FOLLOWING an international design competition, one of the region’s most ambitious seafront regeneration plans was unveiled today (3 July) which will transform Redcar seafront and create the first-ever 80ft ‘vertical pier’ on this stretch of coast.
A total of £30m is planned to be invested in the seafront defences and to create a unique and vibrant promenade which will attract visitors with a network of beautifully designed public spaces incorporating water cascades, sunshine traps, performance space and sheltered seating from which to view the towns distinctive seascape.
The winning design team led by Harrogate-based landscape architects Smeeden Foreman working in collaboration with Seven Architecture, Arup and Davis Langdon, aims to bring characteristics of the beach up onto the promenade, using textures, colours, shapes and sights from the seafront in seating, paving and the ribbons of a wave canopy stretching along the coastline.
Text and Image SOURCE: Redcar & Cleveland Borough Council
Robert Campbell in a recent The Boston Globe looks into “What changes could coming years bring to Boston’s landscape? We asked the Globe’s architecture critic to gaze into his crystal ball and tell us the shape of things to come.”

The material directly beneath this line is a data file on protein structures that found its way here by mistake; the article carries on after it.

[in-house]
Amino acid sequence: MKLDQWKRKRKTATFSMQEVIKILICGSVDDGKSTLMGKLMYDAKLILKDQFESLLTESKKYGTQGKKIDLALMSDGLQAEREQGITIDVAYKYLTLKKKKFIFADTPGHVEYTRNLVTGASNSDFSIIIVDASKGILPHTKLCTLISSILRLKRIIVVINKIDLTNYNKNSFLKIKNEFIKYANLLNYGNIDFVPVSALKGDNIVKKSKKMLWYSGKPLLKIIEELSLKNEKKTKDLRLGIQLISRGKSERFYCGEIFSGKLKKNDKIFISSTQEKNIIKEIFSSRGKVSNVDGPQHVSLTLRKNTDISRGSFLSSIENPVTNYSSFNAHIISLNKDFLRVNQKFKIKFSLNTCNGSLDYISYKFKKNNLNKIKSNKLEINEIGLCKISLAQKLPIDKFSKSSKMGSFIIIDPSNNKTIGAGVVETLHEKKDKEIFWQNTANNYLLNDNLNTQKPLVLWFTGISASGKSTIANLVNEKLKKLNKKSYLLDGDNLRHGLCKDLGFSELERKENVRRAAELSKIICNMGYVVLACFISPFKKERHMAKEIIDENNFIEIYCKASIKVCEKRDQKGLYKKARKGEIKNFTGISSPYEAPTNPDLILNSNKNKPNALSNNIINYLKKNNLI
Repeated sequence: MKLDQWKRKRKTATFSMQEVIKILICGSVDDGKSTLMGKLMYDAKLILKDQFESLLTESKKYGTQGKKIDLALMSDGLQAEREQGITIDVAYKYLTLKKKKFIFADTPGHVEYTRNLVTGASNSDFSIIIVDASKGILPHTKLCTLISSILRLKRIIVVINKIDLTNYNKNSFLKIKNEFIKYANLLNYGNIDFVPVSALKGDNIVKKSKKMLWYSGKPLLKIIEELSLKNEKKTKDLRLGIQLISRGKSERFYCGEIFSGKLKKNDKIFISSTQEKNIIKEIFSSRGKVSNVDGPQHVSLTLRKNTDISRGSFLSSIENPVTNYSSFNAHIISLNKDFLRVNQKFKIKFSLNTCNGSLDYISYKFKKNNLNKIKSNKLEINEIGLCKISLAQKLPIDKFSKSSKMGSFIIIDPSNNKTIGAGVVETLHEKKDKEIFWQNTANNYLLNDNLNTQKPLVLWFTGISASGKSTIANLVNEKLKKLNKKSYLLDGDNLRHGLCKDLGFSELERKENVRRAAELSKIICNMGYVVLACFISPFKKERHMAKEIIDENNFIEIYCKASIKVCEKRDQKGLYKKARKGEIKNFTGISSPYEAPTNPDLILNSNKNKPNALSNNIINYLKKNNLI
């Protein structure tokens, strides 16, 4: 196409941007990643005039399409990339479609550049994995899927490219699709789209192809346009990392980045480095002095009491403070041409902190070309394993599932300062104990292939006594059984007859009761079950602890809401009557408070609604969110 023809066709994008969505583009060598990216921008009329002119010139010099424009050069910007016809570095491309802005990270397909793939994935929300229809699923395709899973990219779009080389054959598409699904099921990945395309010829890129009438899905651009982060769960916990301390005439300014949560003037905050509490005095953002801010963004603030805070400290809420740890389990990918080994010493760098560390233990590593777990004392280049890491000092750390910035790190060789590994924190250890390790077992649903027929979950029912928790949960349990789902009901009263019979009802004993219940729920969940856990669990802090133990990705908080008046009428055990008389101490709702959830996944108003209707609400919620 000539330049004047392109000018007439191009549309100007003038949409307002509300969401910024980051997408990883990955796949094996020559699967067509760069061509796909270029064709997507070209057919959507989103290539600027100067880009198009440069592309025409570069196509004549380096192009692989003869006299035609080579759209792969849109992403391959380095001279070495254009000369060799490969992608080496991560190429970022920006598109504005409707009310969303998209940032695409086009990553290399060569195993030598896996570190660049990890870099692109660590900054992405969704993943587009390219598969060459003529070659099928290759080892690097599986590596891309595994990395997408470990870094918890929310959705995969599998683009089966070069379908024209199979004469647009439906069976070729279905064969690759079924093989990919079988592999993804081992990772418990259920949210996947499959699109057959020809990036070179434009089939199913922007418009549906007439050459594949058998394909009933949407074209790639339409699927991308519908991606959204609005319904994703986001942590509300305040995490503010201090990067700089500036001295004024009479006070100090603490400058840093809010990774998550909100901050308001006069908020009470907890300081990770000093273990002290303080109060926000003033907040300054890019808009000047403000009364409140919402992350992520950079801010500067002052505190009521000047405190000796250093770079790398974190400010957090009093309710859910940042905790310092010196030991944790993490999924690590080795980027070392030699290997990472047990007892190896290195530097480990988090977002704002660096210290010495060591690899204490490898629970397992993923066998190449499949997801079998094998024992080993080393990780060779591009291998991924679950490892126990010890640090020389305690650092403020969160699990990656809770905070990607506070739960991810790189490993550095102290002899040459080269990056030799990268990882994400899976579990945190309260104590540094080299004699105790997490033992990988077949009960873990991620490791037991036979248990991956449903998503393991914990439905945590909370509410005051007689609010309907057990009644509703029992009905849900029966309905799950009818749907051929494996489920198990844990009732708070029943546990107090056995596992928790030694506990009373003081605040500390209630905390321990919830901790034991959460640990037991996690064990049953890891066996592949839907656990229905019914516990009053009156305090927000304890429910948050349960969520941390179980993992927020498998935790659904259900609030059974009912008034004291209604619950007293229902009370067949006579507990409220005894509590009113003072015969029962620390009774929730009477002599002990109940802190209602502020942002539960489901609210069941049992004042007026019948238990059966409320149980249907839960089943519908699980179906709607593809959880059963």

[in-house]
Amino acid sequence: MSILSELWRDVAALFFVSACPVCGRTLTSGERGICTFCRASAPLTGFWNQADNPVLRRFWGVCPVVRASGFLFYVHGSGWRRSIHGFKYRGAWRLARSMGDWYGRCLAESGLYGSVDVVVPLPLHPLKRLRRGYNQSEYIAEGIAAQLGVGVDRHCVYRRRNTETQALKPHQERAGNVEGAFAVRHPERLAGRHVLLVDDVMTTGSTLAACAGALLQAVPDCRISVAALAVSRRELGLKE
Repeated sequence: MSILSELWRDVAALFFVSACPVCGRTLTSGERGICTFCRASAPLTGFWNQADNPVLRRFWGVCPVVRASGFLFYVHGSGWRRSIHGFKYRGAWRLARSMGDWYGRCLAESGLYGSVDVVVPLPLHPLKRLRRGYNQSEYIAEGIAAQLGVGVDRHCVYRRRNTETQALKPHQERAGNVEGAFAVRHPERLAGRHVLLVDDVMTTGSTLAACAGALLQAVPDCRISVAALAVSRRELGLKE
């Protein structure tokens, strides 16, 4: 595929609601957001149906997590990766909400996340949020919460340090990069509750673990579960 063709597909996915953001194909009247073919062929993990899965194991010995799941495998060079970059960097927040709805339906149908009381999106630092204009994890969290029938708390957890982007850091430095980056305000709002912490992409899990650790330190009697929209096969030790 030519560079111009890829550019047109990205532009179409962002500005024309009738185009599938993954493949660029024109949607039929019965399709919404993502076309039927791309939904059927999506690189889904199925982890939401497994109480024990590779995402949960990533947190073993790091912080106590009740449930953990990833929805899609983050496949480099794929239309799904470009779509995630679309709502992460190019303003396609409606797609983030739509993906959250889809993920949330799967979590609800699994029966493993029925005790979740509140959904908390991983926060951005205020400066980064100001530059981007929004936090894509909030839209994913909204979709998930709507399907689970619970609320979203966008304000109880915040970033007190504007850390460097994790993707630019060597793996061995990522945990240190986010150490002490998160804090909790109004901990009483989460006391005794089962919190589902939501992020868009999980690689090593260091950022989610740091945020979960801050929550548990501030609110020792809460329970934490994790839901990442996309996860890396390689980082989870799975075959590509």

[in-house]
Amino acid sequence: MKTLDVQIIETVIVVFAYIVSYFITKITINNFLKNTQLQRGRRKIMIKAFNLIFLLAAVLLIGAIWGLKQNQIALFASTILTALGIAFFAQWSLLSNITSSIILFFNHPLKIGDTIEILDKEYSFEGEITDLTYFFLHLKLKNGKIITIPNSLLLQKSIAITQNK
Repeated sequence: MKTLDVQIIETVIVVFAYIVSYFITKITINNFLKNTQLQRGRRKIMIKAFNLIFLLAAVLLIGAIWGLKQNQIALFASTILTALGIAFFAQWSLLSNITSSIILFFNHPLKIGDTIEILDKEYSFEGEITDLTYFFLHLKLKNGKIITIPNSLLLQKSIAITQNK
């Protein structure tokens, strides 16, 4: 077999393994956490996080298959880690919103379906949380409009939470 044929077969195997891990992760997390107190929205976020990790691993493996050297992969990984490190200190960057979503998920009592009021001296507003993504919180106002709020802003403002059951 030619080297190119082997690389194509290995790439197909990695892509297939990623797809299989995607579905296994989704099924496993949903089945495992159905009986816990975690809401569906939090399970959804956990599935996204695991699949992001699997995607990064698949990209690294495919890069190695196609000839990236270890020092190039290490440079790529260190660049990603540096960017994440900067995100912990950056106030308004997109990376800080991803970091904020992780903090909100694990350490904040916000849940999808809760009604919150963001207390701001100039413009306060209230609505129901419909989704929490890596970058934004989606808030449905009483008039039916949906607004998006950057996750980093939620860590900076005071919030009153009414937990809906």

Read the full article @ the [SOURCE: Into the future – The Boston Globe]
Technorati Tags: future, boston globe, boston, 2009
New Virginia Rules Target Cul-de-Sacs – washingtonpost.com
Virginia is taking aim at one of the most enduring symbols of suburbia: the cul-de-sac.
Read the SOURCE: washingtonpost.com – New Virginia Rules Target Cul-de-Sacs for more information on why Virginia is taking aim at cul-de-sacs
“Kristina Hill, associate professor and director of the Program in Landscape Architecture at the University of Virginia, said considering biodiversity in urban design is particularly important as human density in coastal areas continues to increase……..”
Read more of the article @ the SOURCE: Phyorg.com – Urban areas offer hidden biodiversit
Technorati Tags: urban biodiversity, kristina hill, university of virginia, urban design